Sunday, August 21, 2016

1991 Calbee: What is up with the lousy photography?

I just picked up a small lot of 1991 Calbee cards off of Yahoo Auctions.  The set is mainly known for the Hideo Nomo rookie cards in it, which this lot did not contain (though I already have 3 out of 4 of them).

I bought this lot mainly because it was too cheap to pass up and not because I particularly wanted it. To be honest the 1991 Calbee set is probably the only set that Calbee has ever produced which I dislike to the point that I actually prefer the BBM set from the same year.

The main problem is the photography.  As I have stated in a lot of posts here, one of the main attractions of Calbee cards is the wonderful in-game photography that they capture.  That is particularly evident in the amazing sets of the 1970s with the slightly bigger card sizes that really complimented the images.  The mini card era of the 1980s also contained a lot of really high quality photography (the 1988 TV screen grab card fiasco aside). 

In 1991 though something at Calbee went wrong - the photography in this set absolutely sucks.  Look at the above cards (half of the cards in the lot I bought) - its dreadful. Uninspired close-ups, sometimes of players without their hats on and usually against the backdrop of a green wall. Ugh.  Most of the photos in the set seem to have been taken during warm-up sessions at spring training facilities rather than in-game at regular ballparks. While some other sets had the occasional boring photos, these were generally the exceptions rather than the rule.  In 1991 Calbee flipped that on its head - there are almost no exciting action photos anywhere to be found.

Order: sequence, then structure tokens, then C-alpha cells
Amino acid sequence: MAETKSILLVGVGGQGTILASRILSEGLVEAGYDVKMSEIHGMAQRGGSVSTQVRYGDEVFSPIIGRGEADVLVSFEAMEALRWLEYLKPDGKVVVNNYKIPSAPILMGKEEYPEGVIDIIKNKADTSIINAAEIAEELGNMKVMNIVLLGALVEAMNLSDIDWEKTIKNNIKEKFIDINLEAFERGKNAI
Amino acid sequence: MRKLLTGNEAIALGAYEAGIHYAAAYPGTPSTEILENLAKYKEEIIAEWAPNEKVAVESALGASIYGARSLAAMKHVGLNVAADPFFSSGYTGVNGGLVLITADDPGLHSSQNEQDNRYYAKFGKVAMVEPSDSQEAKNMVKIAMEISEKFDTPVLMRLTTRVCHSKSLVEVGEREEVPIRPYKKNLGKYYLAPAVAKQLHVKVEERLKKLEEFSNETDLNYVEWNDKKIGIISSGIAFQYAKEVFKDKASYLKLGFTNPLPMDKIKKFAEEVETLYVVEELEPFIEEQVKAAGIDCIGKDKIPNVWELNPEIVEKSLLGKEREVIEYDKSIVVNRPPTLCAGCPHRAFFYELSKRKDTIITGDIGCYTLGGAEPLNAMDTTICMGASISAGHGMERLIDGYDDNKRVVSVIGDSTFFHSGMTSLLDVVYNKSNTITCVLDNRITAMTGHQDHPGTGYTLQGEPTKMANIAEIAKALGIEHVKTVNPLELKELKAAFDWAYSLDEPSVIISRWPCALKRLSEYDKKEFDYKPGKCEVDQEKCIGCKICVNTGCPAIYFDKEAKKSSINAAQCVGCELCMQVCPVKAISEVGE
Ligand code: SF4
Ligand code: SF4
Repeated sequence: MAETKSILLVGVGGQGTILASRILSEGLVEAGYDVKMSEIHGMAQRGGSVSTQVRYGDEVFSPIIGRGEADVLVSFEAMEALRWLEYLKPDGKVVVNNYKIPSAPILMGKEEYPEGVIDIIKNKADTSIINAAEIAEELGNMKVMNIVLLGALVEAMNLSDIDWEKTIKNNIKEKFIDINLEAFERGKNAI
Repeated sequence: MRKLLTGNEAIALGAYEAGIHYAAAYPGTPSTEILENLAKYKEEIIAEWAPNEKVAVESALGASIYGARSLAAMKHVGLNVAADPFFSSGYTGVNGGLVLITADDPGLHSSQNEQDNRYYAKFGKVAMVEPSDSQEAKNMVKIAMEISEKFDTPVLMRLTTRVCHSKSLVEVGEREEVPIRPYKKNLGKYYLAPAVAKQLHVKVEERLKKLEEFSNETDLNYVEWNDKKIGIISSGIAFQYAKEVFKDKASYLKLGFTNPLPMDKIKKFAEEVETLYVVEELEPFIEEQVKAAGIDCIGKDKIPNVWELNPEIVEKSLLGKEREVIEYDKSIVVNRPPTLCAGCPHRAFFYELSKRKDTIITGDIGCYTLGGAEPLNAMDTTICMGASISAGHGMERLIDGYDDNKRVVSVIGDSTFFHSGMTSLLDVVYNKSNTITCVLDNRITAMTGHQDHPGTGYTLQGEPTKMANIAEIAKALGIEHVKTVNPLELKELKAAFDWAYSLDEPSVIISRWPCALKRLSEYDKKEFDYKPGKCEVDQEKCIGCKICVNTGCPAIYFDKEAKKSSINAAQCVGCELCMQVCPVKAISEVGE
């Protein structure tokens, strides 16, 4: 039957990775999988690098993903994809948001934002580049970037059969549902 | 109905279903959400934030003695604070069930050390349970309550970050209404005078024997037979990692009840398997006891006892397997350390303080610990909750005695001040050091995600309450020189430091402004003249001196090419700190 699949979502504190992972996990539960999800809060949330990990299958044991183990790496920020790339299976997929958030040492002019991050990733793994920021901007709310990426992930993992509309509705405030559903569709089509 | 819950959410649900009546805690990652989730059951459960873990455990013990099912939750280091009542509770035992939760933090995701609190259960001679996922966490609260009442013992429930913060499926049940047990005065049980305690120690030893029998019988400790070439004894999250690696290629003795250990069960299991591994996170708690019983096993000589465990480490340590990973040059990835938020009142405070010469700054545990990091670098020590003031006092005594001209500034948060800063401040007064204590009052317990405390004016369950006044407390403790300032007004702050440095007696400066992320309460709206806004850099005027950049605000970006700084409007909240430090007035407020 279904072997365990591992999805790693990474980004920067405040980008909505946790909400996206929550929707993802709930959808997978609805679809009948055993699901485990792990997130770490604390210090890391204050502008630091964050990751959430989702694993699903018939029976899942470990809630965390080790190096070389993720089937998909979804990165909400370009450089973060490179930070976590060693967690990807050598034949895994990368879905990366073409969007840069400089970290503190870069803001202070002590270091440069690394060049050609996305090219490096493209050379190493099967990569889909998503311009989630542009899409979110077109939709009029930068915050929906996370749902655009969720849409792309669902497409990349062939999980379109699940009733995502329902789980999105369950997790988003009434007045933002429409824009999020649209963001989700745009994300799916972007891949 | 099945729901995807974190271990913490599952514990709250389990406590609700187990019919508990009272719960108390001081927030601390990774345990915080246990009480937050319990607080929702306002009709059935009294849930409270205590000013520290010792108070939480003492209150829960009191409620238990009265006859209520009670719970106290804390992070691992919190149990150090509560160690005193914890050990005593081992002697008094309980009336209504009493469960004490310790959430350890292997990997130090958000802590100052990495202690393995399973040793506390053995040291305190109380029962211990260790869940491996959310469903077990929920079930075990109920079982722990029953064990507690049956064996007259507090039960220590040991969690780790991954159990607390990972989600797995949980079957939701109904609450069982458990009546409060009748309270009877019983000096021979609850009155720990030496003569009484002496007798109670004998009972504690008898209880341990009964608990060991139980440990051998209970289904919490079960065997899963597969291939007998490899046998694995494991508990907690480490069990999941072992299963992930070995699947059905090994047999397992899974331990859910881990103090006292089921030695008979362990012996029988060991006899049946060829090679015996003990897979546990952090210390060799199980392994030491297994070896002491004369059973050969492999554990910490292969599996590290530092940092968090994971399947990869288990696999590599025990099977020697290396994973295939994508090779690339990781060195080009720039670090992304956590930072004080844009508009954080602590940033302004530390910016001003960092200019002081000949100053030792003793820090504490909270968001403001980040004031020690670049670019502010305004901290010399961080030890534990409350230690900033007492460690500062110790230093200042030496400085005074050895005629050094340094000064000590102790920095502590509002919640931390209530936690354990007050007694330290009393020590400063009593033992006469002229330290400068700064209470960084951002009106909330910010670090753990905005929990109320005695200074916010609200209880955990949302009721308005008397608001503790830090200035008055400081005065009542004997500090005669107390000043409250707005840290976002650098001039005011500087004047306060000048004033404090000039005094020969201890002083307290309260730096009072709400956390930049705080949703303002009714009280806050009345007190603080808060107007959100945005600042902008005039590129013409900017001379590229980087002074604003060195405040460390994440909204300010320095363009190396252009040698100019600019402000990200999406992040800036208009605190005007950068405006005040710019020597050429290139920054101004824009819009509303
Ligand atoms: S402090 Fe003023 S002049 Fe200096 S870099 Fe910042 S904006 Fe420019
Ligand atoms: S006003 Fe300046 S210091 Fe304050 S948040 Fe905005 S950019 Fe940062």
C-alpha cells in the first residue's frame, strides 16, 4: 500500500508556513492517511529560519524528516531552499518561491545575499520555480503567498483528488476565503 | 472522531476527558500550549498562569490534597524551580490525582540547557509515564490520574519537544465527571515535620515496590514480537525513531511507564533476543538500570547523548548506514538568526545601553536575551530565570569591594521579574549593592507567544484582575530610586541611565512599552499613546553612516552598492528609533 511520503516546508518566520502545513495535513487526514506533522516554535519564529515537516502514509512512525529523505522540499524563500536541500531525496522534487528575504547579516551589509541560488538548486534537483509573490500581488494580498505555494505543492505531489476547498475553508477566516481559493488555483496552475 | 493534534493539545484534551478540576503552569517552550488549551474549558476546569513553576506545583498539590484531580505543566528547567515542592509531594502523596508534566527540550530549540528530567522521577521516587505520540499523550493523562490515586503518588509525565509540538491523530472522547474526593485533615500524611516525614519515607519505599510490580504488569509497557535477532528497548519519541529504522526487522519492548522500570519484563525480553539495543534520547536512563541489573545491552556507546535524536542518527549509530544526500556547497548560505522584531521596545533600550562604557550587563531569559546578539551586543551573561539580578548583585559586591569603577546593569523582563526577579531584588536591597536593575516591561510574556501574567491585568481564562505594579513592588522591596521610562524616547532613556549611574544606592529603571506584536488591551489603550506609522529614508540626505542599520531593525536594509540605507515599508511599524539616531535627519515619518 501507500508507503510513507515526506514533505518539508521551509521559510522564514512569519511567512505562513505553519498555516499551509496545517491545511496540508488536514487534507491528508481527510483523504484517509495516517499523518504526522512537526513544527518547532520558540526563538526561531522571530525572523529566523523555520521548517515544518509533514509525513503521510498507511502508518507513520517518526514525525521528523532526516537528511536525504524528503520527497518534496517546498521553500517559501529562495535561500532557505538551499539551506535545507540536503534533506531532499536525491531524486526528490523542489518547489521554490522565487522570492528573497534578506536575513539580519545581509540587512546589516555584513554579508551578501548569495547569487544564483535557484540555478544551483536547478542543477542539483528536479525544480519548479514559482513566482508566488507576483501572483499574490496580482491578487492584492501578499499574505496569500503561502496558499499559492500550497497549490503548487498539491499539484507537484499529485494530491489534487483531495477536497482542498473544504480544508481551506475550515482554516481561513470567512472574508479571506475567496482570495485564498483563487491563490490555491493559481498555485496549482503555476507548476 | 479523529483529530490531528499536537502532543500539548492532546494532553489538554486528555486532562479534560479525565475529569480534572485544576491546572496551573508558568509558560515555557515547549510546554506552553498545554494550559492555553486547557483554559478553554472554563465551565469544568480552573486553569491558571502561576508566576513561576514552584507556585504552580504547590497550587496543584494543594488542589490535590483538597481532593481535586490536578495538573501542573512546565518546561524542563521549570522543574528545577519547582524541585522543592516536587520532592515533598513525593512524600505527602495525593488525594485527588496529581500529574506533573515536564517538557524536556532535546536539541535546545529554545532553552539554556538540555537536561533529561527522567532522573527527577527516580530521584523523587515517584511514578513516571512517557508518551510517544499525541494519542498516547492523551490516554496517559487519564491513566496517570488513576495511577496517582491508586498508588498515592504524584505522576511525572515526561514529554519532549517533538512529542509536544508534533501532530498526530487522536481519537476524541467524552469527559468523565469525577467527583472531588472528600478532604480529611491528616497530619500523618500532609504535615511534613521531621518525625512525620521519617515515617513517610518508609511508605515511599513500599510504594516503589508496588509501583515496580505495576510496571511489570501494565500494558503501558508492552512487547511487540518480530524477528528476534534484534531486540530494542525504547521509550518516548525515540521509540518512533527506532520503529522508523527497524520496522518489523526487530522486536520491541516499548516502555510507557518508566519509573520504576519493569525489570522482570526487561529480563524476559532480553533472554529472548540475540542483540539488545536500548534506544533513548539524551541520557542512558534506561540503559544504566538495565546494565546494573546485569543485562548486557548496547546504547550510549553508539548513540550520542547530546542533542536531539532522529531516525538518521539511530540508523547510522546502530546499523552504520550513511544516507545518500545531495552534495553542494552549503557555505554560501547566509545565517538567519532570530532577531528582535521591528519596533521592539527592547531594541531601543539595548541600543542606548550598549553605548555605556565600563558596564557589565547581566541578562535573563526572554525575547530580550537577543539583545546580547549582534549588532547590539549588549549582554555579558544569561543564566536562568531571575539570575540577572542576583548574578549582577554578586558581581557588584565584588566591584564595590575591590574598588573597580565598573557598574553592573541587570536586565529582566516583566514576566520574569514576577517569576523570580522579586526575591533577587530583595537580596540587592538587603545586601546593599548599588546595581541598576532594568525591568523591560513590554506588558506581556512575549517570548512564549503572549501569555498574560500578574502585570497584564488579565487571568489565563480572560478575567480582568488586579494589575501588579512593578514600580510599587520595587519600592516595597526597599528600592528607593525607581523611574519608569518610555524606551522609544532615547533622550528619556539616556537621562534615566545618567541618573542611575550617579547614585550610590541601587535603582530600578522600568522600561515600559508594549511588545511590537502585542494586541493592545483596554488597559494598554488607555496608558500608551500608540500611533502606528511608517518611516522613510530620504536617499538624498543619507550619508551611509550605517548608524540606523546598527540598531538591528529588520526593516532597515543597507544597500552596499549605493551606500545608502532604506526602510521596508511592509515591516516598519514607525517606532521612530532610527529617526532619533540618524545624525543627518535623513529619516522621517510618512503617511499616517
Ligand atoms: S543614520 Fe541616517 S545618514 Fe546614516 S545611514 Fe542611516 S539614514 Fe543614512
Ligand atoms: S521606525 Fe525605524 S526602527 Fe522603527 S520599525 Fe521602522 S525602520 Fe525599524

The odd thing is that 1991 seems to be the only year where Calbee photography was this bad.  The 1990 set has tons of action photos taken during games.  Same with the 1992 set.

1991 was a kind of transitional year for Calbee, having just moved to the bigger card format in 1990 and facing competition from BBM, but in some ways that makes the poor photography even harder to understand (competition usually encouraging you to step up your game rather than the opposite).  I wonder what happened.  Maybe they moved the release schedule up and had to get the photos really fast, sacrificing quality for speed?  Maybe they cut the budget for photographers in a cost saving move?  I`m not sure what the explanation is but the result is basically the most unattractive set Calbee has ever produced.  Since I`m a Calbee collector I will begrudgingly buy these things when they come along cheap, but I`m nowhere near as enthusiastic about it as I am for their other sets.


  1. Interesting. At least they are cheap to buy on occasion. It would stink knowing you have to complete a crappy set for a ton of money.

  2. Yes, cheap helps! Actually the Hideo Nomo cards from this set are pretty expensive (relatively) but otherwise they seem to be pretty reasonable.